presence of microbial contamination of drinking water from human waste. The use of coliforms was later expanded and adopted for ambient, recreational, and shellfish waters and continues to focus on identification of fecal contamination.
Over the long history of their development and use, the current bacterial indicator approaches have become standardized, are relatively easy and inexpensive to use, and constitute a cornerstone of local, state, and federal monitoring and regulatory programs. An increased understanding of the diversity of waterborne pathogens, their sources, physiology, and ecology, however, has resulted in a growing understanding that the use of bacterial indicators may not be as universally protective as was once thought. For example, the superior environmental survival of pathogenic viruses and protozoa raised serious questions about the suitability of relying on relatively short-lived coliforms as an indicator of the microbiological quality of water. That is, while the presence of coliforms could still be taken as a sign of fecal contamination, the absence of coliforms could no longer be taken as assurance that the water was uncontaminated. Thus, existing bacterial indicators and indicator approaches do not in all circumstances identify all potential waterborne pathogens. Furthermore, recent and forecasted advances in microbiology, molecular biology, and analytical chemistry make it timely to reassess the current paradigm of relying predominantly or exclusively on traditional bacterial indicators for waterborne pathogens. Nonetheless, indicator approaches will still be required for the foreseeable future because it is not practical or feasible to monitor for the complete spectrum of microorganisms that may occur in source waters for drinking water and recreational waters, and many known pathogens are difficult to detect directly and reliably in water samples.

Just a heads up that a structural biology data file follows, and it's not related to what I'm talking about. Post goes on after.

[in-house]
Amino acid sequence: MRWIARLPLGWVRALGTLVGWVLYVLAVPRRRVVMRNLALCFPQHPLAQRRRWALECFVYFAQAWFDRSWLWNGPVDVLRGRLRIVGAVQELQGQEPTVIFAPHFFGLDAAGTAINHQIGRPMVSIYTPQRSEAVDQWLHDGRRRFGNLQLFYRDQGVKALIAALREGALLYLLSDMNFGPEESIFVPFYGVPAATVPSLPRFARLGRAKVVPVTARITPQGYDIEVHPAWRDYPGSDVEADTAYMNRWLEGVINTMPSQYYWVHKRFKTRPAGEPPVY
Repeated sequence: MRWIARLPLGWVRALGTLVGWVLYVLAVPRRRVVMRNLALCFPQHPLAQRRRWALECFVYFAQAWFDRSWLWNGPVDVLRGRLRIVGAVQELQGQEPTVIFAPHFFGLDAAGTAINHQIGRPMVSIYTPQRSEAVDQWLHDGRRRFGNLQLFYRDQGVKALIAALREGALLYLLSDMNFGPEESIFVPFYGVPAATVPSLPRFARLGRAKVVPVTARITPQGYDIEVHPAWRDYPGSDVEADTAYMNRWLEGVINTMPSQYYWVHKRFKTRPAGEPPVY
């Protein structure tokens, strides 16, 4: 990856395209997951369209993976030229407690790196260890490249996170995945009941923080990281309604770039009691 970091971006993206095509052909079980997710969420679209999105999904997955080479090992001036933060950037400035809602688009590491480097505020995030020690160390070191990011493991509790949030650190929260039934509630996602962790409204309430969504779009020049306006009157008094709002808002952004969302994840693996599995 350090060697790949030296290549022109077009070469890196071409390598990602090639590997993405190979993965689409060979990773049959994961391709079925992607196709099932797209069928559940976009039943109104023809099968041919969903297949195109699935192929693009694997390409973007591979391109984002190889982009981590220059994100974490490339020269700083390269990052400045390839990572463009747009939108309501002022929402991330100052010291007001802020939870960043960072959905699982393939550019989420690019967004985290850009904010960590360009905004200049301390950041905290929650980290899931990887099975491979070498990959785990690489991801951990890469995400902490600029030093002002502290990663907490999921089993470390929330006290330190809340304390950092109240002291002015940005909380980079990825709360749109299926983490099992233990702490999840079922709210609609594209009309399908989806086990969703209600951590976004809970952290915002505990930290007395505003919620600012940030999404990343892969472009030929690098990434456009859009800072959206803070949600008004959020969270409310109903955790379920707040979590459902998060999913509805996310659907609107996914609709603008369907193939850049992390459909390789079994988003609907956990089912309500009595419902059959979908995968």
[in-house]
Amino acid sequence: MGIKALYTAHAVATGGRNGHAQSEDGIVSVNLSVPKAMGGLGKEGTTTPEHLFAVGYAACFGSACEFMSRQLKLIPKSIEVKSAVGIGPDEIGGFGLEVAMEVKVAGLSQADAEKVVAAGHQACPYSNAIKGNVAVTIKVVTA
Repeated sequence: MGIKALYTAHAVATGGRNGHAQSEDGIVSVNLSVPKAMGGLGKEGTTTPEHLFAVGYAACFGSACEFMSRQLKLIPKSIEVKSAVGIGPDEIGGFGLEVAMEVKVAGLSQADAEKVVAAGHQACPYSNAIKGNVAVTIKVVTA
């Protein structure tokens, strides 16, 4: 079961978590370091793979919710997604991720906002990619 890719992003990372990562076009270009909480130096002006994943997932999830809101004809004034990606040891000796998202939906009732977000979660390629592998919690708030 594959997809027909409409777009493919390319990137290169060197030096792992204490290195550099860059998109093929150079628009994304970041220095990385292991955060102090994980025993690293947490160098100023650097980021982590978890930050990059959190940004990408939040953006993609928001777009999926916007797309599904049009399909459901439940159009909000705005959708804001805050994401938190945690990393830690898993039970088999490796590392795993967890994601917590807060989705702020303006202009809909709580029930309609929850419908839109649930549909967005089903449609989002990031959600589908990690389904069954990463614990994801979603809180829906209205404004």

This report was written by the National Research Council (NRC) Committee on Indicators for Waterborne Pathogens—jointly overseen by the NRC’s Board on Life Sciences and Water Science and Technology Board—and comprised of 12 volunteer experts in microbiology, waterborne pathogens (bacteriology, virology, parasitology), aquatic microbial ecology, microbial risk assessment, water quality standards and regulations, environmental engineering, biochemistry and molecular biology, detection methods, and epidemiology and public health. This report’s contents, conclusions, and recommendations are based on a review of relevant technical literature, information gathered at four committee meetings, a public workshop on indicators for waterborne pathogens (held on September 4, 2002), and the collective expertise of committee members. Furthermore, because of space limitations, this Executive Summary includes only the major conclusions and related recommendations of the committee in the general order of their appearance in the report. More detailed conclusions and recommendations can be found within individual chapters and are summarized at the end of each chapter.
The committee was formed in early 2002 at the request of the U.S. Environmental Protection Agency (EPA) Office of Water and originally charged to report on candidate indicators and/or indicator approaches (including detection technologies) for microbial pathogen contamination in U.S. recreational waters